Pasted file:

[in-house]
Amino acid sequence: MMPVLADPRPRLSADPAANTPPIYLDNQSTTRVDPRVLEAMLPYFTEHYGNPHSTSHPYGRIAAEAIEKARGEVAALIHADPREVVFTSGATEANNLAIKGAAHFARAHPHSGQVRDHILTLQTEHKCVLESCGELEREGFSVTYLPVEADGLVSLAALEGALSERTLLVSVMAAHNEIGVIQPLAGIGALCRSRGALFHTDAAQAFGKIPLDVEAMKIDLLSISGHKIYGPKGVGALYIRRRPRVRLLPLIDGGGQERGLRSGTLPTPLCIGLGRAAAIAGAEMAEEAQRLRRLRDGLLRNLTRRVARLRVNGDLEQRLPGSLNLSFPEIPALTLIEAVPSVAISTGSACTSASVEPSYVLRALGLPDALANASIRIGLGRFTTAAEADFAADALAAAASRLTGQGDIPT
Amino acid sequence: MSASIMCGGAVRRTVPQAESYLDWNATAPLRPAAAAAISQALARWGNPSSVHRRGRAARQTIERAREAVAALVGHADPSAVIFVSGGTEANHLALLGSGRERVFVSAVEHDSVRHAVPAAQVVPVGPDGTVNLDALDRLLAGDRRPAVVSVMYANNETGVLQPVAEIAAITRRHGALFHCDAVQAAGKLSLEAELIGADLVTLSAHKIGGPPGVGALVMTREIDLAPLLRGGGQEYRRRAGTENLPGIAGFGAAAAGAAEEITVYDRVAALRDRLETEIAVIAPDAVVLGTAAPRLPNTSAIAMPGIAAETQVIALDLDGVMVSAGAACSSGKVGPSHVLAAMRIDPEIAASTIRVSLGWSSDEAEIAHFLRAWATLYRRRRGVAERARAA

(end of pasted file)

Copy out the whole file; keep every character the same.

[in-house]
Amino acid sequence: MMPVLADPRPRLSADPAANTPPIYLDNQSTTRVDPRVLEAMLPYFTEHYGNPHSTSHPYGRIAAEAIEKARGEVAALIHADPREVVFTSGATEANNLAIKGAAHFARAHPHSGQVRDHILTLQTEHKCVLESCGELEREGFSVTYLPVEADGLVSLAALEGALSERTLLVSVMAAHNEIGVIQPLAGIGALCRSRGALFHTDAAQAFGKIPLDVEAMKIDLLSISGHKIYGPKGVGALYIRRRPRVRLLPLIDGGGQERGLRSGTLPTPLCIGLGRAAAIAGAEMAEEAQRLRRLRDGLLRNLTRRVARLRVNGDLEQRLPGSLNLSFPEIPALTLIEAVPSVAISTGSACTSASVEPSYVLRALGLPDALANASIRIGLGRFTTAAEADFAADALAAAASRLTGQGDIPT
Amino acid sequence: MSASIMCGGAVRRTVPQAESYLDWNATAPLRPAAAAAISQALARWGNPSSVHRRGRAARQTIERAREAVAALVGHADPSAVIFVSGGTEANHLALLGSGRERVFVSAVEHDSVRHAVPAAQVVPVGPDGTVNLDALDRLLAGDRRPAVVSVMYANNETGVLQPVAEIAAITRRHGALFHCDAVQAAGKLSLEAELIGADLVTLSAHKIGGPPGVGALVMTREIDLAPLLRGGGQEYRRRAGTENLPGIAGFGAAAAGAAEEITVYDRVAALRDRLETEIAVIAPDAVVLGTAAPRLPNTSAIAMPGIAAETQVIALDLDGVMVSAGAACSSGKVGPSHVLAAMRIDPEIAASTIRVSLGWSSDEAEIAHFLRAWATLYRRRRGVAERARAA